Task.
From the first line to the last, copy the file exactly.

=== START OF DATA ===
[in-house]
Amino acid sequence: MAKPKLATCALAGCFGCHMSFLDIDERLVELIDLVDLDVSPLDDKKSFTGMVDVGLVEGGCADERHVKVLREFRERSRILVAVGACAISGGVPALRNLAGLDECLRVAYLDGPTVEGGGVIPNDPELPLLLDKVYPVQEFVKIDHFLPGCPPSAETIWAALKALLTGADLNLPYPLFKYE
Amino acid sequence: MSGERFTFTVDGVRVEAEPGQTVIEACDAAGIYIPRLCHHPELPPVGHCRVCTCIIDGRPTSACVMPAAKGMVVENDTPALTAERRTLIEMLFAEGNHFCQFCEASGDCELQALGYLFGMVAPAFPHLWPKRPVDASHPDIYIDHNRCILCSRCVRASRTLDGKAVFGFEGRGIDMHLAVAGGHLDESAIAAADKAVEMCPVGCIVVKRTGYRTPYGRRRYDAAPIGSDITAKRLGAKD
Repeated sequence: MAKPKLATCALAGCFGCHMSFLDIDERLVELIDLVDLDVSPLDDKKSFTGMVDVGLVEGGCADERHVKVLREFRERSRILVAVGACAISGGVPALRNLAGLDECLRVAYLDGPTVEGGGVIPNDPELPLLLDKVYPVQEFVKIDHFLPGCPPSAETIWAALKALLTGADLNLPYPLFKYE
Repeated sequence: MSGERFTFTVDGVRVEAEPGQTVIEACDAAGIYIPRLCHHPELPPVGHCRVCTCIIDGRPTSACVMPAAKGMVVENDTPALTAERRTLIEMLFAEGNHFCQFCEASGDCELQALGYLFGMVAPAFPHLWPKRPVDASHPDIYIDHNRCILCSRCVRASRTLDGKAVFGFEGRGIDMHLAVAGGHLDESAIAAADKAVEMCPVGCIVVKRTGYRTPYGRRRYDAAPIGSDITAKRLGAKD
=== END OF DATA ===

[in-house]
Amino acid sequence: MAKPKLATCALAGCFGCHMSFLDIDERLVELIDLVDLDVSPLDDKKSFTGMVDVGLVEGGCADERHVKVLREFRERSRILVAVGACAISGGVPALRNLAGLDECLRVAYLDGPTVEGGGVIPNDPELPLLLDKVYPVQEFVKIDHFLPGCPPSAETIWAALKALLTGADLNLPYPLFKYE
Amino acid sequence: MSGERFTFTVDGVRVEAEPGQTVIEACDAAGIYIPRLCHHPELPPVGHCRVCTCIIDGRPTSACVMPAAKGMVVENDTPALTAERRTLIEMLFAEGNHFCQFCEASGDCELQALGYLFGMVAPAFPHLWPKRPVDASHPDIYIDHNRCILCSRCVRASRTLDGKAVFGFEGRGIDMHLAVAGGHLDESAIAAADKAVEMCPVGCIVVKRTGYRTPYGRRRYDAAPIGSDITAKRLGAKD
Repeated sequence: MAKPKLATCALAGCFGCHMSFLDIDERLVELIDLVDLDVSPLDDKKSFTGMVDVGLVEGGCADERHVKVLREFRERSRILVAVGACAISGGVPALRNLAGLDECLRVAYLDGPTVEGGGVIPNDPELPLLLDKVYPVQEFVKIDHFLPGCPPSAETIWAALKALLTGADLNLPYPLFKYE
Repeated sequence: MSGERFTFTVDGVRVEAEPGQTVIEACDAAGIYIPRLCHHPELPPVGHCRVCTCIIDGRPTSACVMPAAKGMVVENDTPALTAERRTLIEMLFAEGNHFCQFCEASGDCELQALGYLFGMVAPAFPHLWPKRPVDASHPDIYIDHNRCILCSRCVRASRTLDGKAVFGFEGRGIDMHLAVAGGHLDESAIAAADKAVEMCPVGCIVVKRTGYRTPYGRRRYDAAPIGSDITAKRLGAKD